What Is Alcohol Use And/Or Addiction?
Indulging in a glass of beer or wine after a long day of work is the way many Americans choose to unwind. While having an alcoholic beverage once a day or every few days is considered moderate drinking, consuming more than a few (two to three) drinks per sitting is not.
Continuous heavy drinking, as well as binge drinking, is considered alcohol use. When a person uses alcohol over an extended period of time, he or she is at risk of developing a dependence on alcohol. Alcohol dependence is when the body needs alcohol to function normally. Without alcohol, a person may feel withdrawal symptoms as well as other negative side effects that can affect his or her everyday life and health.
When a person has a dependence on alcohol, he or she is likely to develop an alcohol use disorder (AUD). AUD, or alcohol addiction, is when an individual continues to use alcohol despite negative consequences.
Common behaviors and symptoms associated with AUDs include:
- drinking alone
- lying about how much one drinks
- regular cravings for alcohol
- continuing to drink despite experiencing personal or professional problems
- inability to control how much one drinks
- withdrawing from friends and family in order to drink
- the need to drink more alcohol to experience the same effects (tolerance)
- experiencing withdrawal symptoms when not drinking
- experiencing blackouts when drinking
Individuals who experience one or many of these symptoms may be dealing with an alcohol use disorder. The more symptoms a person has, the more severe his or her alcohol addiction is likely to be.
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What Are The Factors That Affect Someone’s Risk of Alcohol Use And Addiction?
Alcoholism is a disease that does not discriminate between age, gender, or race. According to a recent study, nearly 13 percent of the American population meets the criteria for having an alcohol use disorder. While anyone can develop an alcohol addiction, only an estimated one in eight Americans will. So, what causes alcoholism and how can it be prevented?
As of now, it is believed that there is no single cause of alcohol use disorders. Rather, several factors can influence a person’s risk of developing an AUD. These factors affect each individual differently, and not everyone who experiences these factors will go on to suffer from alcohol addiction.
Individuals who suffer from mental health conditions are often more likely to use or become addicted to alcohol or other substances. In fact, more than 40 percent of people with bipolar disorder and 20 percent of individuals with depression have a co-occurring alcohol use disorder. Social anxiety is also a psychological condition that can increase a person’s risk of alcohol use and addiction.
A person’s genes have one of the most significant impacts on whether someone will develop an AUD. In fact, it is believed that genetics account for an estimated 50 percent of what ultimately causes alcohol addiction. Individuals who have a biological parent with an AUD are far more likely to develop an alcohol use disorder themselves.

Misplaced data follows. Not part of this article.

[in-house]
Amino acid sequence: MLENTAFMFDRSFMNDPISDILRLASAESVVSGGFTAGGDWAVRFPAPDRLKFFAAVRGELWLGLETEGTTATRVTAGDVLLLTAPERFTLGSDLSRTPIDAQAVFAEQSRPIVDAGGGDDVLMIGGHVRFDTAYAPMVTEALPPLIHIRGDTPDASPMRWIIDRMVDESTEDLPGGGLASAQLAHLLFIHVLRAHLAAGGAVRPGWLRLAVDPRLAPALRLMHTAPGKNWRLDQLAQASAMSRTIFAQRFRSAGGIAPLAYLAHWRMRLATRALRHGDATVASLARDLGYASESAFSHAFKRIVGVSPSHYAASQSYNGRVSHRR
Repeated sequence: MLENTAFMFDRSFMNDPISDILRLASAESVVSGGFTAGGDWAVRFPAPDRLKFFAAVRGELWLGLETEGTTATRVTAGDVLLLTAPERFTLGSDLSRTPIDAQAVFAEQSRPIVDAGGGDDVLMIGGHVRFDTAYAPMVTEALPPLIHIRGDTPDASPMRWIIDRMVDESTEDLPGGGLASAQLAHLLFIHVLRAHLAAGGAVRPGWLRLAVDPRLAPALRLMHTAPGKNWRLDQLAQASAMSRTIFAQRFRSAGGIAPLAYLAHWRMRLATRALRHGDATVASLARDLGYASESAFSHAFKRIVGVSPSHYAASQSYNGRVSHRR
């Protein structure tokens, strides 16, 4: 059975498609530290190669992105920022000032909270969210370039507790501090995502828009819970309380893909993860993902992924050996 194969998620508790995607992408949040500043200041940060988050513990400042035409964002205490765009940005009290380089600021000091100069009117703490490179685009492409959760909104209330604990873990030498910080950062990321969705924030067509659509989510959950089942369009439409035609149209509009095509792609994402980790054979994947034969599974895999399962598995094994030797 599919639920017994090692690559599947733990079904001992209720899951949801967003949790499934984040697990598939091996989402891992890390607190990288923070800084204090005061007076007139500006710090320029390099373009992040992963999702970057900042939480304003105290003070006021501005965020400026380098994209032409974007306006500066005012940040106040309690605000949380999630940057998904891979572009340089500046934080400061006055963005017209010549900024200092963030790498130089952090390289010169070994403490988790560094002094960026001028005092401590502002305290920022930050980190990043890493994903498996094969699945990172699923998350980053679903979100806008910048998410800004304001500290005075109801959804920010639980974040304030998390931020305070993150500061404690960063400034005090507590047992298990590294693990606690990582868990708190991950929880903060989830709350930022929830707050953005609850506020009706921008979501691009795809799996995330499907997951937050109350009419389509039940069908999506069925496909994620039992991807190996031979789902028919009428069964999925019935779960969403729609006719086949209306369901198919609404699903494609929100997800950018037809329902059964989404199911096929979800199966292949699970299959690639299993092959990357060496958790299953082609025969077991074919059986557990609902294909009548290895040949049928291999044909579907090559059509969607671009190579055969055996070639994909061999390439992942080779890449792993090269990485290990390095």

People who are exposed to heavy alcohol consumption at a young age are more likely to develop an AUD than those who are not. Growing up in an environment that condones alcohol use can significantly impact a person’s risk of alcohol use. Additionally, family wealth can also play a role in the development of alcohol use disorders. Individuals in homes with an income of $75,000 or more are more likely to drink than those with a family income of $30,000 or less.
Social factors can also play a significant role in a person’s likelihood of abusing or becoming addicted to alcohol. In social settings where alcohol consumption is encouraged and widely acceptable, individuals are more likely to experience alcohol addiction. One primary example is college, where heavy drinking is a common part of everyday life.
Additional factors that may influence alcohol use and addiction include:
- a person’s drinking history (a longer history of drinking can increase the risk of an AUD)
- the age at which a person begins drinking
- participation in binge drinking
- experiencing high levels of stress
- experiencing peer pressure to drink, especially at a young age
- low self-esteem
- employment factors
The more risk factors a person experiences, the more likely he or she is to use alcohol or develop an alcohol use disorder. However, it’s important to know that these risk factors do not guarantee that a person will become addicted to alcohol. Many people experience several of these factors and never go on to develop an AUD.
Getting Help For Alcohol Use And Addiction
Regardless of the risk factors that influenced a person’s addiction to alcohol, getting help is possible and the best decision a person with an AUD can make. There are several different options available for individuals looking to overcome alcohol dependence and addiction. Vertava Health offers a variety of alcohol addiction treatments for both men and women. All of our programs are customized to meet the unique needs of each person who walks through our doors.
To learn more about the factors that influence alcohol use and addiction, contact an Vertava Health’ treatment specialist today.